23rd July 2021
More of us than ever are going online to do our shopping. But a cut-price online deal shouldn't mean your consumer rights are also given the chop.
Here, we've rounded up five consumer rights you need to know when you’re shopping online.
The way you pay can make a big difference to how easily you can get your money back if something goes wrong, especially if the retailer goes bust.
If you pay on your credit card, you have the added bonus of . This means that if something goes wrong with the purchase, and you’ve spent between £100 and £30,000, you can make a claim to get the money back from your credit card provider.
A whole raft of retailers now give you the option to ‘’ at the checkout. Klarna, Clearpay and Laybuy are finance services that allow you to pay for items after you receive them – typically 30 days later or in a series of instalments.
You may be tempted to use one of these services if money is tight, but it’s important to make yourself aware of the consequences of missing repayments.
Similar to payment protections like chargeback, Paypal has its own that promises to safeguard users against breaches of contract, including missing deliveries, or when items turn out to be fake, faulty, or not what was expected.
But you will need to file a dispute within 180 days of your purchase or payment.
It’s a good idea to check what the return policy is before ordering an item. All online retailers are required by the to give you a minimum of 14 days from when you receive most types of item to decide whether you want to keep it. And a further 14 days to return it for a refund.
This is a legal minimum and many retailers extend this period – especially at Christmas – so you might have more time than you think.
There are a few exemptions to this rule such as hygiene products, personalised goods and items that can be easily copied, such as DVDs and CDs.
eBay’s Money Back Guarantee offers similar protection if an item doesn’t arrive, arrives not as described, arrives broken or faulty, but you must you read the before purchasing, to ensure you’re covered in case something goes wrong.
For the Money Back Guarantee to apply you must complete the purchase on the eBay platform, using one of its approved payment methods - payments via or any other offline payment methods are not covered by eBay’s Money Back Guarantee.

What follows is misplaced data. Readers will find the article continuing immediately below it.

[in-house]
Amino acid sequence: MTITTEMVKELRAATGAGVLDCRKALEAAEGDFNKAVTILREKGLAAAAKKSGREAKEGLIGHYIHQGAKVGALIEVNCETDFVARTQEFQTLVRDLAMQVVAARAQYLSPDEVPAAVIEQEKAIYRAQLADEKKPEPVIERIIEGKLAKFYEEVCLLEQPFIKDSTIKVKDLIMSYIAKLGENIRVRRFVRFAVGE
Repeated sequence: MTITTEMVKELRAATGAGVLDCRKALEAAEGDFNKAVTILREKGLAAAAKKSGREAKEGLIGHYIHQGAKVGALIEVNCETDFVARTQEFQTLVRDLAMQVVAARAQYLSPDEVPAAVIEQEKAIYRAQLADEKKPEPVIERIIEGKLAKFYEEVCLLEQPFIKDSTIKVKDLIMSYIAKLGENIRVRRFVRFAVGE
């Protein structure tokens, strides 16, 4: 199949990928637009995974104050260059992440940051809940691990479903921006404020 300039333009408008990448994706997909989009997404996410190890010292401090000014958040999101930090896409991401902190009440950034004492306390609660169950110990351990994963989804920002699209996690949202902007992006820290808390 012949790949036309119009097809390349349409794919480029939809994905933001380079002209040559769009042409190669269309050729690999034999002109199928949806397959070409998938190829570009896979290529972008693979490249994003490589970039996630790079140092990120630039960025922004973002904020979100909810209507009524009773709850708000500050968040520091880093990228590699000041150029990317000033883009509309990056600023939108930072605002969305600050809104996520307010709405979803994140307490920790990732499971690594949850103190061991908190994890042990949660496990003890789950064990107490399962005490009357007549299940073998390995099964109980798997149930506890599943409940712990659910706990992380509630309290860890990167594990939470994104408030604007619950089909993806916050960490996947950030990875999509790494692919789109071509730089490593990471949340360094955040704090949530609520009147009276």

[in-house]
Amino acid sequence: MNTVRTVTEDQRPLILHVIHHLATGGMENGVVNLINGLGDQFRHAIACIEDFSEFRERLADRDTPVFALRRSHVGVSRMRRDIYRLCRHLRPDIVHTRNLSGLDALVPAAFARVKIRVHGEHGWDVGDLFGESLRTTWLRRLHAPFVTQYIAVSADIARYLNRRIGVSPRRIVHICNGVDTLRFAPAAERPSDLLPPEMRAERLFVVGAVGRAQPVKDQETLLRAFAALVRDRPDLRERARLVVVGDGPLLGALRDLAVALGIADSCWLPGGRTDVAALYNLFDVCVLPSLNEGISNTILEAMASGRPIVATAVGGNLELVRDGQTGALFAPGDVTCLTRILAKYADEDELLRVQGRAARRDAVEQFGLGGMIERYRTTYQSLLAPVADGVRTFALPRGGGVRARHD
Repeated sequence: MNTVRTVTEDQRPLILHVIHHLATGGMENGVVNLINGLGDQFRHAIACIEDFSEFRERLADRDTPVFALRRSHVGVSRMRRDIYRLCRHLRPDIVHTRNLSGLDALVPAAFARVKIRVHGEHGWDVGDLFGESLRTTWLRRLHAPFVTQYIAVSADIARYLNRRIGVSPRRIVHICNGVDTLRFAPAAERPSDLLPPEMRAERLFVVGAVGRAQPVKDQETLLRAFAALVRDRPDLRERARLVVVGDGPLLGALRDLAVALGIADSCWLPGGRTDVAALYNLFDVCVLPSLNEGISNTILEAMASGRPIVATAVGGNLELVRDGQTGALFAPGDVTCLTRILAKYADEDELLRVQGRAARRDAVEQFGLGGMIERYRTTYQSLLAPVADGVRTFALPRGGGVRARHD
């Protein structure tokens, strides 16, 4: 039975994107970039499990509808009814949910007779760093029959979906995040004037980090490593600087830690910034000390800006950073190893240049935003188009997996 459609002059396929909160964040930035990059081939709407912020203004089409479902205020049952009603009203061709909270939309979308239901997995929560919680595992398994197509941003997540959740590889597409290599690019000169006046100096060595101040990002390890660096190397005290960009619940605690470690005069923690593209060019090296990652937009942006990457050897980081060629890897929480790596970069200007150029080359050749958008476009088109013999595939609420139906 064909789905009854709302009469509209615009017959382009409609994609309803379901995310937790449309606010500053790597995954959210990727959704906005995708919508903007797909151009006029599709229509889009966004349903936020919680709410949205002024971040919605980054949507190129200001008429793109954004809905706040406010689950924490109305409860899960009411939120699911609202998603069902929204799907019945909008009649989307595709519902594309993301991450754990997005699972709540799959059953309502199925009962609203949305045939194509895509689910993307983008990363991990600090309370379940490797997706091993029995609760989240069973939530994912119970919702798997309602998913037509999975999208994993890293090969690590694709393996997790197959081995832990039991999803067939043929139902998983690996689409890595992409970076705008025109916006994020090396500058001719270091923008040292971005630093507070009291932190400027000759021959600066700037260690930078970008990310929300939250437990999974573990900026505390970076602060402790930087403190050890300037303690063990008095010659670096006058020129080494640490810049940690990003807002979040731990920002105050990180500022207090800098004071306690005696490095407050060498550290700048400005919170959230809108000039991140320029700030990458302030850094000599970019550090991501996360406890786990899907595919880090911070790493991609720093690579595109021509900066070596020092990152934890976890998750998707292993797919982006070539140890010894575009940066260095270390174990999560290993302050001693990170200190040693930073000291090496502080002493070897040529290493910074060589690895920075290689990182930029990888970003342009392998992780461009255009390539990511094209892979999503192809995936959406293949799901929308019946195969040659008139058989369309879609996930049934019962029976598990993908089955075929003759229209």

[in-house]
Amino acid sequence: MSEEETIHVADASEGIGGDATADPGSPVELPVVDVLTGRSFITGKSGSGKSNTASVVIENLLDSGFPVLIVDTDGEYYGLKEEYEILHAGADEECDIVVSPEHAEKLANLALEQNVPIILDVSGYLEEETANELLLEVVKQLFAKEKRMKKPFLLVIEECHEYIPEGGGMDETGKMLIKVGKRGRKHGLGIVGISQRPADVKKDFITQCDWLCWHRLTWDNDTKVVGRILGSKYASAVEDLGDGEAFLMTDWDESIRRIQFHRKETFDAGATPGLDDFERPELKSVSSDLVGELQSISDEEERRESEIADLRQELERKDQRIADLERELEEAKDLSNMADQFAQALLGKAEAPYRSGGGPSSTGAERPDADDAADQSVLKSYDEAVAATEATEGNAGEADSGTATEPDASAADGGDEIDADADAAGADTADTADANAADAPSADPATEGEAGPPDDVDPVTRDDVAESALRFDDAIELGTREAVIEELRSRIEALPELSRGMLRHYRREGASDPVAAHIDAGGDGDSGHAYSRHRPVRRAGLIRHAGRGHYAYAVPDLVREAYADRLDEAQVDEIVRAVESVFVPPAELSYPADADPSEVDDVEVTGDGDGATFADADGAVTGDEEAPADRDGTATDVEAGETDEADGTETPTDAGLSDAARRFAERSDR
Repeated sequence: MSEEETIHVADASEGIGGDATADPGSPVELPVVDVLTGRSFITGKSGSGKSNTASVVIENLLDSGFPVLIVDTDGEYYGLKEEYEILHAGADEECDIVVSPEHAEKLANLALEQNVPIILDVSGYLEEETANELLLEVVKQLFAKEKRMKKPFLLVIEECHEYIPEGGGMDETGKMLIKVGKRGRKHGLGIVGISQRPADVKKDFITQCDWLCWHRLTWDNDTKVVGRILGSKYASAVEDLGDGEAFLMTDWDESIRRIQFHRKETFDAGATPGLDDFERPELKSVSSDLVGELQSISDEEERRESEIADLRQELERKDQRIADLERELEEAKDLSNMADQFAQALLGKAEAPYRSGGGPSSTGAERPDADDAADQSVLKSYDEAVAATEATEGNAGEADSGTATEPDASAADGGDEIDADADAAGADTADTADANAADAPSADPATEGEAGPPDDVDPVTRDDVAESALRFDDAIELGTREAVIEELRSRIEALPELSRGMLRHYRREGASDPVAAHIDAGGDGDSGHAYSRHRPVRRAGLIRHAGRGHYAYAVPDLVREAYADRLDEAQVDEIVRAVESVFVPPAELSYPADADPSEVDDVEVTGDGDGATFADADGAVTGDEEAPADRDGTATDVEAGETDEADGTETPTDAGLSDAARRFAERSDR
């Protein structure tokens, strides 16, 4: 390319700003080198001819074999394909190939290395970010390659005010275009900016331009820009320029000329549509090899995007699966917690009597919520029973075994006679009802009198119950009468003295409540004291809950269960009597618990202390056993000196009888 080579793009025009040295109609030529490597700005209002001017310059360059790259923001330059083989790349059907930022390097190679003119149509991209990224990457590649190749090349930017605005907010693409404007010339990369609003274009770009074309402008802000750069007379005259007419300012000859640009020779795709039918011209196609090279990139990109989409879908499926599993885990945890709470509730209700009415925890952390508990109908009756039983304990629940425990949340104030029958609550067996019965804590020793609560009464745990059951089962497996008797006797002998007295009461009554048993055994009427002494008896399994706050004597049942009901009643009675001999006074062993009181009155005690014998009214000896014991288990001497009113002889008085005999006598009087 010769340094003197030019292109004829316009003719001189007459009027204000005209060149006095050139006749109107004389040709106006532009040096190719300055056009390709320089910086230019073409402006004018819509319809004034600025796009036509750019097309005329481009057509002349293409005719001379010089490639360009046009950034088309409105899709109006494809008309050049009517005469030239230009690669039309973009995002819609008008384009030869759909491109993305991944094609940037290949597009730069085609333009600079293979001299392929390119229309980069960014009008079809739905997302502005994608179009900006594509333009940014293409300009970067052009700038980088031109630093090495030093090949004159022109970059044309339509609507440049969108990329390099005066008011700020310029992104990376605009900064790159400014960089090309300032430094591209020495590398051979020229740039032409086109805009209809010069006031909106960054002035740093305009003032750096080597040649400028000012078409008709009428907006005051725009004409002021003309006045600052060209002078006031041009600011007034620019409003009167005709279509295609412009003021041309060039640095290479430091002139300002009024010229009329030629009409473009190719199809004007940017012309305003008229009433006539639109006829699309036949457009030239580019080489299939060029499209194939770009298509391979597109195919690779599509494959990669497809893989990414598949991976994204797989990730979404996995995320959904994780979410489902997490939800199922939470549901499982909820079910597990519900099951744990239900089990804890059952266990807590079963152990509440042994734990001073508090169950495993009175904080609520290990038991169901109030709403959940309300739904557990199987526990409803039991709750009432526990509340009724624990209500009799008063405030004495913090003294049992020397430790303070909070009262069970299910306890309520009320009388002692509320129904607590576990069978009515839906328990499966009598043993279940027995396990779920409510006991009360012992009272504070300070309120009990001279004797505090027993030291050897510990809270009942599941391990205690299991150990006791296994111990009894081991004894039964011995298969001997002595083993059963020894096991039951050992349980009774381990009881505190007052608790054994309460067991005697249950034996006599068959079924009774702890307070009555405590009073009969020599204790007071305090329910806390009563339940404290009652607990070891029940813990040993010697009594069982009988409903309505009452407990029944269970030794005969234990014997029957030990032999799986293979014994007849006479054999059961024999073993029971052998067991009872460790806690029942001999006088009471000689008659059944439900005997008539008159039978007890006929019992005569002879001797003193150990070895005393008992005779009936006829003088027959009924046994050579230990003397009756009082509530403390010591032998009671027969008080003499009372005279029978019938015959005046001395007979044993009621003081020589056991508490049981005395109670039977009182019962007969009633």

Additionally, vehicles, real estate, business and websites for sale, digital content, classified ads, services, and some business equipment categories, are not covered.
If you’re buying from a seller on an online marketplace, be sure to check what the delivery date is before purchasing. Products from overseas will probably take considerably longer to get to you. It’s also worth checking which courier the seller or retailer is using and what the estimated delivery date is.
Remember, it’s always the retailer's responsibility to deliver your goods to you, so if your parcel doesn't turn up on time, has gone missing, arrives damaged, or is stolen from your doorstep, it is on the retailer to put it right.
You don't need to chase the delivery company or courier if there is a problem. Know your delivery rights and always speak to the retailer in the first instance.
Hunting for the can be stressful enough without discovering that you've bought something that's faulty. We recommend that you go to the retailer in the first instance, rather than using a warranty. This is because the Consumer Rights Act has strict rules retailers must follow.
First, move quickly, the act gives you a brisk 30 days to reject something that's faulty and get your money back.
Your rights don’t end after 30 days but, from then on, the retailer has the option of repairing or replacing the faulty product, rather than having to give you a refund.
By law, when you’re dealing with a business as a consumer, you need to know – or be able to find out – who you're dealing with. A retailer's identity and address must be displayed on its website. But individuals selling online are not governed by the same rules.
When you buy from an individual (as opposed to a retailer), it’s not as straightforward. While the goods you get must be as they were described to you by the seller, there's no obligation on the seller to disclose any faults.
But misrepresenting goods isn't allowed. For example, something second-hand should not be described as new. If it is, the seller will be in breach of contract.
Thankfully many online marketplaces have protection and dispute-resolution systems built in. For example, if you buy using eBay you can use the Resolution Centre to raise a dispute. Check the website of the online marketplace you're using to find out more.